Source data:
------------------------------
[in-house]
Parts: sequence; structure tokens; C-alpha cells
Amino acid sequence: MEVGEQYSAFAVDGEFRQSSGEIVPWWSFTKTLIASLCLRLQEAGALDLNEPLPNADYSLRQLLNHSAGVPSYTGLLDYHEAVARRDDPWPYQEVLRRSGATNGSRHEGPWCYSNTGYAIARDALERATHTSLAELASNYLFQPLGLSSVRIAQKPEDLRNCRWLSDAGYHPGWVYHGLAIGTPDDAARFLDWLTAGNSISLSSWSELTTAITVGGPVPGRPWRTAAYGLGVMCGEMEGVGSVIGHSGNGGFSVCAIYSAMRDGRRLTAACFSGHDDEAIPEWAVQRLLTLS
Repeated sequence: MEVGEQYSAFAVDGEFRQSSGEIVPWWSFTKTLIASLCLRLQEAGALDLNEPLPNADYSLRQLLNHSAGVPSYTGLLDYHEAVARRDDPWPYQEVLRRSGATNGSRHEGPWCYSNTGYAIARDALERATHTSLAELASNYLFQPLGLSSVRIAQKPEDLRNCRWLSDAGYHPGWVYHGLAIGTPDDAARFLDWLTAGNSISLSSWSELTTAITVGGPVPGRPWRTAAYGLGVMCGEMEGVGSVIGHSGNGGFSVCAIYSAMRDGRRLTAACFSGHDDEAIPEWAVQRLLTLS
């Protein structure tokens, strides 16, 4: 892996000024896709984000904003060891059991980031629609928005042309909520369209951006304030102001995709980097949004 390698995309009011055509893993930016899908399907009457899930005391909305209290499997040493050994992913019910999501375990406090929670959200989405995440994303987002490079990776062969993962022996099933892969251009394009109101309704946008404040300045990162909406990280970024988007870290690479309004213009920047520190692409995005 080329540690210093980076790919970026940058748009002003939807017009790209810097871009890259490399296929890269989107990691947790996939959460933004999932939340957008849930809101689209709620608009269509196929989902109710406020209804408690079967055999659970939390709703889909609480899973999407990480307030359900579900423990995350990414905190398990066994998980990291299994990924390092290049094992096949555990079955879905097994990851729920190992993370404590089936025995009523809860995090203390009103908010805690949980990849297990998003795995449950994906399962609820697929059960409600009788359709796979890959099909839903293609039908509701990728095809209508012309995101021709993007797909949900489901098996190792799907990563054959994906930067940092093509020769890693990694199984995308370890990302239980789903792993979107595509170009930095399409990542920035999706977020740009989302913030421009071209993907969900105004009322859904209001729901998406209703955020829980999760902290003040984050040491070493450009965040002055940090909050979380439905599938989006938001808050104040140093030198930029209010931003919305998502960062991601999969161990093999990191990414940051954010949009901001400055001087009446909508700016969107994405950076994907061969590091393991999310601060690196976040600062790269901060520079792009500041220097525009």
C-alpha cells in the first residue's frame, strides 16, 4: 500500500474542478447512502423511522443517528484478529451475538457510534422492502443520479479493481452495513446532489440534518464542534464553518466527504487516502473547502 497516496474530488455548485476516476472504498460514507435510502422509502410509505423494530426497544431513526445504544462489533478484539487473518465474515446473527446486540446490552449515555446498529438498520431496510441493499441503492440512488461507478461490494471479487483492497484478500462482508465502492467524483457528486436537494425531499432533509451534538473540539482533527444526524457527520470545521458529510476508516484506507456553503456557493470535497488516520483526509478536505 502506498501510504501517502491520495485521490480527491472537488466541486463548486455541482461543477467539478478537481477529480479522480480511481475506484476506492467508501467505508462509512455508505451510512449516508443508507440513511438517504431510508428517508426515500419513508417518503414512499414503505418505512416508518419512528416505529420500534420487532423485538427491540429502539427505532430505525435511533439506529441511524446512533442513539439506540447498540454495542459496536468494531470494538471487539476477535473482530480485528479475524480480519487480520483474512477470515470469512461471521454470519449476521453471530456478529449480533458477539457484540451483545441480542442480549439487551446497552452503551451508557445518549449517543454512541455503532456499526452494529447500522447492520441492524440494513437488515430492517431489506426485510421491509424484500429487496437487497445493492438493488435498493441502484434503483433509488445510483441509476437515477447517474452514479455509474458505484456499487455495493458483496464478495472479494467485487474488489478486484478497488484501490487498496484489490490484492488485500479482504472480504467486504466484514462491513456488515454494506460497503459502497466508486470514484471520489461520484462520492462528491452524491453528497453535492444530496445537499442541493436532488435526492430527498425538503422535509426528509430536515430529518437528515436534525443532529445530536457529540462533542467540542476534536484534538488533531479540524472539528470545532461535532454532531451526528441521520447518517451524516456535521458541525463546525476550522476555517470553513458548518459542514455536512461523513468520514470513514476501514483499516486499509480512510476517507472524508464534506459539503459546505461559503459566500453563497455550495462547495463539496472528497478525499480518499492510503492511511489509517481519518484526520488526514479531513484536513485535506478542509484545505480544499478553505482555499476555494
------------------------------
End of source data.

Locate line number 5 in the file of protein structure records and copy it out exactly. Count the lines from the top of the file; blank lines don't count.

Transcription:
């Protein structure tokens, strides 16, 4: 892996000024896709984000904003060891059991980031629609928005042309909520369209951006304030102001995709980097949004 390698995309009011055509893993930016899908399907009457899930005391909305209290499997040493050994992913019910999501375990406090929670959200989405995440994303987002490079990776062969993962022996099933892969251009394009109101309704946008404040300045990162909406990280970024988007870290690479309004213009920047520190692409995005 080329540690210093980076790919970026940058748009002003939807017009790209810097871009890259490399296929890269989107990691947790996939959460933004999932939340957008849930809101689209709620608009269509196929989902109710406020209804408690079967055999659970939390709703889909609480899973999407990480307030359900579900423990995350990414905190398990066994998980990291299994990924390092290049094992096949555990079955879905097994990851729920190992993370404590089936025995009523809860995090203390009103908010805690949980990849297990998003795995449950994906399962609820697929059960409600009788359709796979890959099909839903293609039908509701990728095809209508012309995101021709993007797909949900489901098996190792799907990563054959994906930067940092093509020769890693990694199984995308370890990302239980789903792993979107595509170009930095399409990542920035999706977020740009989302913030421009071209993907969900105004009322859904209001729901998406209703955020829980999760902290003040984050040491070493450009965040002055940090909050979380439905599938989006938001808050104040140093030198930029209010931003919305998502960062991601999969161990093999990191990414940051954010949009901001400055001087009446909508700016969107994405950076994907061969590091393991999310601060690196976040600062790269901060520079792009500041220097525009």